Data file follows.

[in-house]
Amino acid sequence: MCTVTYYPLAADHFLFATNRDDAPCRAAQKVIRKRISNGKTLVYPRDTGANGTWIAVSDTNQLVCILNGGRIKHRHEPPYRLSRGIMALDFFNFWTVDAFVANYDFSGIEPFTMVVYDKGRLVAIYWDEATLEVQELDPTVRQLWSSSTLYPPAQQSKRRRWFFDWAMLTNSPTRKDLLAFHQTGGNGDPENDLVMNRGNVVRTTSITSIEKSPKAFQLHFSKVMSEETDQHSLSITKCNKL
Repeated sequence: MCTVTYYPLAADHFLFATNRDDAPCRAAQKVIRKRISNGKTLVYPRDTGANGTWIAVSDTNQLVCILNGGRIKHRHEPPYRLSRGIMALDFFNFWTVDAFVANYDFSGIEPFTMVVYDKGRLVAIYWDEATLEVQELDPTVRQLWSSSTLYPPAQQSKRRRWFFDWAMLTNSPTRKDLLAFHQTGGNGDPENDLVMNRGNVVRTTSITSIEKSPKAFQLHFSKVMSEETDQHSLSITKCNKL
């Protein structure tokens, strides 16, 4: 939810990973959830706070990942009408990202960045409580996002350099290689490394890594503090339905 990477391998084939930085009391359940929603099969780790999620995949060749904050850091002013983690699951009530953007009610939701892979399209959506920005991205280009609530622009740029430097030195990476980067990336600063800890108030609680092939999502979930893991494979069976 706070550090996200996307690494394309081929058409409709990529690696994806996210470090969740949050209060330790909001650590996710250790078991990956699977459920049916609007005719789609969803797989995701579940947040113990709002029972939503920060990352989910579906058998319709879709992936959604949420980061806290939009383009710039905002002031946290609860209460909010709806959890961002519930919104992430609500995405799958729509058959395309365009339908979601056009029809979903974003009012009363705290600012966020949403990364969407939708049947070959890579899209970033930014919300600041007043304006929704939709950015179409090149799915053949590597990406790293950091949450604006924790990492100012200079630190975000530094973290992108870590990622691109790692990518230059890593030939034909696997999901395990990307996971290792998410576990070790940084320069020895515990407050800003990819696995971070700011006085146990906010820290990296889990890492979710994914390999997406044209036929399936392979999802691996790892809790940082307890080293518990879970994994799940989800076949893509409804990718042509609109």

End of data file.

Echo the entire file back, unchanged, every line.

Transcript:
[in-house]
Amino acid sequence: MCTVTYYPLAADHFLFATNRDDAPCRAAQKVIRKRISNGKTLVYPRDTGANGTWIAVSDTNQLVCILNGGRIKHRHEPPYRLSRGIMALDFFNFWTVDAFVANYDFSGIEPFTMVVYDKGRLVAIYWDEATLEVQELDPTVRQLWSSSTLYPPAQQSKRRRWFFDWAMLTNSPTRKDLLAFHQTGGNGDPENDLVMNRGNVVRTTSITSIEKSPKAFQLHFSKVMSEETDQHSLSITKCNKL
Repeated sequence: MCTVTYYPLAADHFLFATNRDDAPCRAAQKVIRKRISNGKTLVYPRDTGANGTWIAVSDTNQLVCILNGGRIKHRHEPPYRLSRGIMALDFFNFWTVDAFVANYDFSGIEPFTMVVYDKGRLVAIYWDEATLEVQELDPTVRQLWSSSTLYPPAQQSKRRRWFFDWAMLTNSPTRKDLLAFHQTGGNGDPENDLVMNRGNVVRTTSITSIEKSPKAFQLHFSKVMSEETDQHSLSITKCNKL
């Protein structure tokens, strides 16, 4: 939810990973959830706070990942009408990202960045409580996002350099290689490394890594503090339905 990477391998084939930085009391359940929603099969780790999620995949060749904050850091002013983690699951009530953007009610939701892979399209959506920005991205280009609530622009740029430097030195990476980067990336600063800890108030609680092939999502979930893991494979069976 706070550090996200996307690494394309081929058409409709990529690696994806996210470090969740949050209060330790909001650590996710250790078991990956699977459920049916609007005719789609969803797989995701579940947040113990709002029972939503920060990352989910579906058998319709879709992936959604949420980061806290939009383009710039905002002031946290609860209460909010709806959890961002519930919104992430609500995405799958729509058959395309365009339908979601056009029809979903974003009012009363705290600012966020949403990364969407939708049947070959890579899209970033930014919300600041007043304006929704939709950015179409090149799915053949590597990406790293950091949450604006924790990492100012200079630190975000530094973290992108870590990622691109790692990518230059890593030939034909696997999901395990990307996971290792998410576990070790940084320069020895515990407050800003990819696995971070700011006085146990906010820290990296889990890492979710994914390999997406044209036929399936392979999802691996790892809790940082307890080293518990879970994994799940989800076949893509409804990718042509609109």